Work experience for grown-ups: How to pivot and get the career experience you need

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Brand + Business x Christine Moody*

I’ve been lucky enough to have an amazing career. I’ve worked across a huge cross-section of industry sectors with a diverse client base. My experience is backed up with formal post-graduate university studies (from design, to business, to advertising, to research, to applied law). Where some may see my experience and studies as too diverse, the pivots have been strategic and deliberate. Each one helps to keep me ahead of the pack and provides a realisation that continuous professional development is crucial to stay relevant—in business and in life!

Constant pivoting though can mean that you’re working in an unknown industry. You become the recipient of comments like, “You’re experience and work is amazing, but you don’t have experience in our industry”.

You’re work experience is amazing, but you don’t have experience in our industry.

Work experience in a particular industry isn’t just a graduate issue. It’s an ongoing issue for many of us throughout our working life.

When creating your personal brand, you need to be able to convince your potential client, employer et al, that your skills are transferable to any industry. It will never be an ‘exact match’ but by demonstrating how you moved from one particular sector to another and how you overcame the challenges goes a long way to securing the project or the job.

You can even turn a lack of experience in a specific industry to your advantage. When I was developing ‘The Wrap Dress’ concept, I didn’t have a fashion background, but I was hungry to learn. I approached the product development by asking lots of questions and listening—to everyone from manufacturers, to pattern makers, to fabric suppliers. I didn’t have any pre-conceived ideas or constraints around the fashion/garment industry, so I had the freedom of moving around and working out what was and wasn’t possible.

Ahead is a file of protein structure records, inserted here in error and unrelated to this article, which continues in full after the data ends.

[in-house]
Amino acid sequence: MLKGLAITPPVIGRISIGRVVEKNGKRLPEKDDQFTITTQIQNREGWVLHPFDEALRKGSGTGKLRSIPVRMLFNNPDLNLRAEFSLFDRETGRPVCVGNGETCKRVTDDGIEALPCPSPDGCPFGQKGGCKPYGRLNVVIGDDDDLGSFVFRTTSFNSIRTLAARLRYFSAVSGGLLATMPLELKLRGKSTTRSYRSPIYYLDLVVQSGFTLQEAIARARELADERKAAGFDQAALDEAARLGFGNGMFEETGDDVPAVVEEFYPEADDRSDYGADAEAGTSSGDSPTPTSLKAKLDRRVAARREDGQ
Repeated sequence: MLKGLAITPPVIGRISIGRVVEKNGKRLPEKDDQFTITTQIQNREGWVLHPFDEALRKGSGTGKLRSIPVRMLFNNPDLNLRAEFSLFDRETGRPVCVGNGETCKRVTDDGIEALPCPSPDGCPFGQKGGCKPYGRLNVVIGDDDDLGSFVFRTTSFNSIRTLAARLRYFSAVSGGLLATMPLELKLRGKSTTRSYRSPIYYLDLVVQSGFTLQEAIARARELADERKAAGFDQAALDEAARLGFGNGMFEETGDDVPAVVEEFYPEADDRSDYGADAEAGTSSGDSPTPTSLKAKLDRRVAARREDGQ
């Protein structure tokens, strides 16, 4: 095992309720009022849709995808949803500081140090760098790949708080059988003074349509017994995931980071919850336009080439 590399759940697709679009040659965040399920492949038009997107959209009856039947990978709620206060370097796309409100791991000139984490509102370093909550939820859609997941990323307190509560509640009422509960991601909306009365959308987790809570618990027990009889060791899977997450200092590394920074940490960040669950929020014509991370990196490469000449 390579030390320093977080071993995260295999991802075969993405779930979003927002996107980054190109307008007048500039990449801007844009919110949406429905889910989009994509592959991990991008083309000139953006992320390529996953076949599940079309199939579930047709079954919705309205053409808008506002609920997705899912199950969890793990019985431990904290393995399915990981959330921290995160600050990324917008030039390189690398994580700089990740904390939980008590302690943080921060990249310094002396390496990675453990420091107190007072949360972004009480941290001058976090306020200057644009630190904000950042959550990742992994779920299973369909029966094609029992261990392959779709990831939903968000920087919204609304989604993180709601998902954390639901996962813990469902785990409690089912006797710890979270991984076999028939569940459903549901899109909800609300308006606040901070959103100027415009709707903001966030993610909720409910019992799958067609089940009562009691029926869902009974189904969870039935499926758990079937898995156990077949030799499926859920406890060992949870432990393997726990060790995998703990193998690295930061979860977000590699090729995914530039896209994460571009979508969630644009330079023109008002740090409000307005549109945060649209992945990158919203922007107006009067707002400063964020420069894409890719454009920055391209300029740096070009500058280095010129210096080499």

So when I’m approached by potential employees or suppliers, I seek to find out firstly their attitude and secondly, thirst for learning. I don’t expect anyone to know my business exactly, but I want someone who is willing to learn and is happy to do so.

Attitude trumps experience every time because you cannot teach attitude!

If you need to prove a point and you are up against “but you don’t have any experience”, ask for a small project to prove yourself. Use the project to demonstrate your unique value and your problem-solving ability. Ask for work experience (no matter what your age) as nothing beats on-the-job experience to showcase your skills (think ‘The Intern’ movie).

As an aside, I continue to be overwhelmed by the positive feedback coming in for my book—Designer Law School. Legal lessons for design entrepreneurs. Here is another comment that I wanted to share:

This is a book you should read before starting any new business.
Jan O’Connor, Cofounder, T2; and Director, Environa Studio

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*Christine Moody is one of Australia’s leading brand strategists and the founder brand management consultancy, Brand Audits. With more than 30 years’ professional experience, Christine has helped a diverse client base of local and international brands, including Gold Coast City Council, Hilton Hotels, and Wrigleys USA, to develop, protect and achieve brand differentiation. Her particular interest is personal brand audits to assist executives realise their full potential. She is also an author and a law student.

For more information: chris.moody@brandaudits.com.au or +61 419 888 468.

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About—Designer Law School. Legal lessons for design entrepreneurs
(Stockists Folio Books: Folio@FolioBooks.com.au; iBook store; and Amazon)

Christine Moody is one of Australia’s leading brand strategists. She is the founder of brand management consultancy, Brand Audits, and several successful start-up companies. Designer Law School is her latest venture.

This book is a cautionary tale for all designers, entrepreneurs, managers, and educators. With the wit and wisdom born of long experience (and some pretty hard knocks along the way), Christine encourages her fellow designers (and all designers, creatives, and entrepreneurs, for that matter) to respect and understand the legal issues that affect their daily business. In a series of practical ‘lessons’ full of ‘good-to-know’ tips and topics, the book alerts others to the risks of ‘doing business’ without a keen eye on the possible legal pitfalls along the way. At the same time, Christine engages the reader through her obvious care and concern for their challenges and encases her ‘lessons’ in the motivational framework of her personal struggle for justice and survival.

Photo credit: Matt Palmer—Photographer at BDO Brisbane offices.

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